Methane-oxidizing bacteria (methanotrophs) are a well-characterized and significant global sink for methane. Less appreciated is their capacity to assimilate CO2, yet both capabilities have significant implications for greenhouse gas models and biotechnology. By modifying their environments, these bacteria produce co-polymers, such as polyhydroxybutyrate-co-hydroxyvalerate (PHBV), a biodegradable, nontoxic biocompatible plastic.Type II methanotrophs, in particular, have high CO2 requirements and multiple carboxylase activities. During periods of balanced growth, i.e., when nutrients are sufficient to satisfy requirements for cell division, these organisms assimilate carbon at the level of formate, funneling it through the serine cycle into biomass. During periods of unbalanced growth, carbon derived from methane or from both methane and carbon dioxide accumulates within polyhydroxybutyrate (PHB) granules. When co-substrates such as valerate are present during this period, co-polymers, such as polyhydroxybutyrate-co-hydroxyvalerate (PHBV), are produced. Here we report the stoichiometric and kinetic impacts of CO2 to CH4 input ratios on cell growth, accumulation of PHB and PHBV, and the fate of assimilated CO2-derived carbon in PHA granules. To assess these processes, we evaluated the effects of initial ratios of CH4 to CO2 in batch incubations. As the partial pressure of added CO2 increased, net CO2 production decreased. The PHB accumulation (% PHB) over a 10-12-hour time was limited by the moles of methane supplied. 13C-labeled CO2 was incorporated into PHB at the C1 and C3 positions. In unbalanced growth experiments with added valerate, an increase in the initial mole fraction of CO2 increased the hydroxyvalerate fraction of the polymer. This increase came at the expense of total PHBV produced when CH4:CO2 ratio decreased from 2:1 to 1:1. These results clearly establish a significant role for CO2 during growth and PHA accumulation, and suggest strategies for efficient use of methane and production of copolymer based upon manipulation of CO2 levels in the gas phase.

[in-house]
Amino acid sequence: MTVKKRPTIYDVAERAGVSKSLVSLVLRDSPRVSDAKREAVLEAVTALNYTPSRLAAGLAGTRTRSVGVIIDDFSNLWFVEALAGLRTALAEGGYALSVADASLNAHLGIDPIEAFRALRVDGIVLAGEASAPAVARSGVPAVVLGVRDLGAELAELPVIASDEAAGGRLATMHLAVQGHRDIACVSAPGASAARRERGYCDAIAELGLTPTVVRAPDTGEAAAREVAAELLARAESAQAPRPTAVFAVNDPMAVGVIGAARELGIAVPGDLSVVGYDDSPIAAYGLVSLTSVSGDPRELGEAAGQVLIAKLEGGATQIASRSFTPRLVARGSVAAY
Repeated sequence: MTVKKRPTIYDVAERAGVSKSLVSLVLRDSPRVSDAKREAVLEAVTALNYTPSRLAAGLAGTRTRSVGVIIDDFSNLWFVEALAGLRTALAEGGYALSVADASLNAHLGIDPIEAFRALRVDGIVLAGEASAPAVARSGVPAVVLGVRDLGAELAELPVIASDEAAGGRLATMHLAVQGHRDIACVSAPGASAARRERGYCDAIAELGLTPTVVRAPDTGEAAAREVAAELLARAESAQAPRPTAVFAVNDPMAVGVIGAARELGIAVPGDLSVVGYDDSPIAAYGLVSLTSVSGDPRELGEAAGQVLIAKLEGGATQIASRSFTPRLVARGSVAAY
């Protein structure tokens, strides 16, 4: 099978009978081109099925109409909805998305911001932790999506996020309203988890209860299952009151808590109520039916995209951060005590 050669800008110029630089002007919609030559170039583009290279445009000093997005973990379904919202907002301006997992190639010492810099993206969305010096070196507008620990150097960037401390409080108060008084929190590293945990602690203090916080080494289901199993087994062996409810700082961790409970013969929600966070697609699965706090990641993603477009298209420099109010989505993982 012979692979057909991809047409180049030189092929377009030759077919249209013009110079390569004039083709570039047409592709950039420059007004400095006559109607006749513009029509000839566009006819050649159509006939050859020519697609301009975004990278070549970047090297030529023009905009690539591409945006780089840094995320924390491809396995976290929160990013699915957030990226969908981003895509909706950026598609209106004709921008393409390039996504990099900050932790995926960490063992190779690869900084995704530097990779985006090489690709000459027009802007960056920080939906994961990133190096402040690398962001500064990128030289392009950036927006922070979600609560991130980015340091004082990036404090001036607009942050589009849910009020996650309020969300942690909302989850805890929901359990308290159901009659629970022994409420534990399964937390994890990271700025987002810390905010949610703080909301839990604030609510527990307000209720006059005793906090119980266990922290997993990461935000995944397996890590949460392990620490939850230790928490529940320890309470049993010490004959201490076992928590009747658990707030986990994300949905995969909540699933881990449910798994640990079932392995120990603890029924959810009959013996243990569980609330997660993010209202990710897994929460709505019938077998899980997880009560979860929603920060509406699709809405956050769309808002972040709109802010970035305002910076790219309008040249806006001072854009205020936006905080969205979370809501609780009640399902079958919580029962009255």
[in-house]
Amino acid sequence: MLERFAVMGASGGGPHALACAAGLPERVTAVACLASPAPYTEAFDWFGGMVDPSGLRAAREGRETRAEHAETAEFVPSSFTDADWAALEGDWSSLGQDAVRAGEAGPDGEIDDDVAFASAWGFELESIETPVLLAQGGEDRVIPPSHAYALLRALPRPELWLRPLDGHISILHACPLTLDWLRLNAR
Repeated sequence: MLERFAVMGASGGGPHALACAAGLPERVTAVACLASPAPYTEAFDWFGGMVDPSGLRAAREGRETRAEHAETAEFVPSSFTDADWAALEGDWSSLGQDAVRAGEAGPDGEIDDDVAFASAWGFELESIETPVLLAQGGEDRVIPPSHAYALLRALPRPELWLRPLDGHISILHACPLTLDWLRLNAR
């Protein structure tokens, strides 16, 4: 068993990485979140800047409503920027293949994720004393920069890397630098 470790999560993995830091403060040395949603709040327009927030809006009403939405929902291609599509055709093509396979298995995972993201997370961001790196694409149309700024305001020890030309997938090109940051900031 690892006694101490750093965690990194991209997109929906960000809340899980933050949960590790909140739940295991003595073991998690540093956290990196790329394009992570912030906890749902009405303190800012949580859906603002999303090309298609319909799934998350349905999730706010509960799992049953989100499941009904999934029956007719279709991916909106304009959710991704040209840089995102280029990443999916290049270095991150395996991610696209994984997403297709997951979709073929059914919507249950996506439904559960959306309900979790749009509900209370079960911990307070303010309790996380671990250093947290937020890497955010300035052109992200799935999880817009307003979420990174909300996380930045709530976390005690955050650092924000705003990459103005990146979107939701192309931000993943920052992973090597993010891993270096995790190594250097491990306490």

Presenter: Wakuna M. Galega, PhD Candidate in Environmental Engineering at Stanford University
Wakuna is a PhD student in the environmental engineering program working with Prof. Craig Criddle. Her research focuses on the microbial degradation of methane in mixtures (biogas and natural gas) for the production of biodegradable polymers called polyhydroxyalkanoates (PHAs). Wakuna is interested in understanding the impact these methane rich-mixtures have on microbial communities, the dynamics between the microbial interactions under certain complex conditions, while optimizing the polymer production process and bacterial growth rates.
Thursday, February 21, 2019 - 1:00 ET
Applying an Anticipatory Approach to LCA
So now you know what Anticipatory LCA is all about from Valentina Prado’s webinar. But how do you apply it? In this webinar, Lise Laurin, EarthShift Global’s CEO, will share how an Anticipatory LCA approach has been applied to support new innovations and ongoing development in the areas of sustainable hydrogen production, tire recycling and 3D printing. She’ll provide a few rules of thumb to get you started quickly on your own Anticipatory study.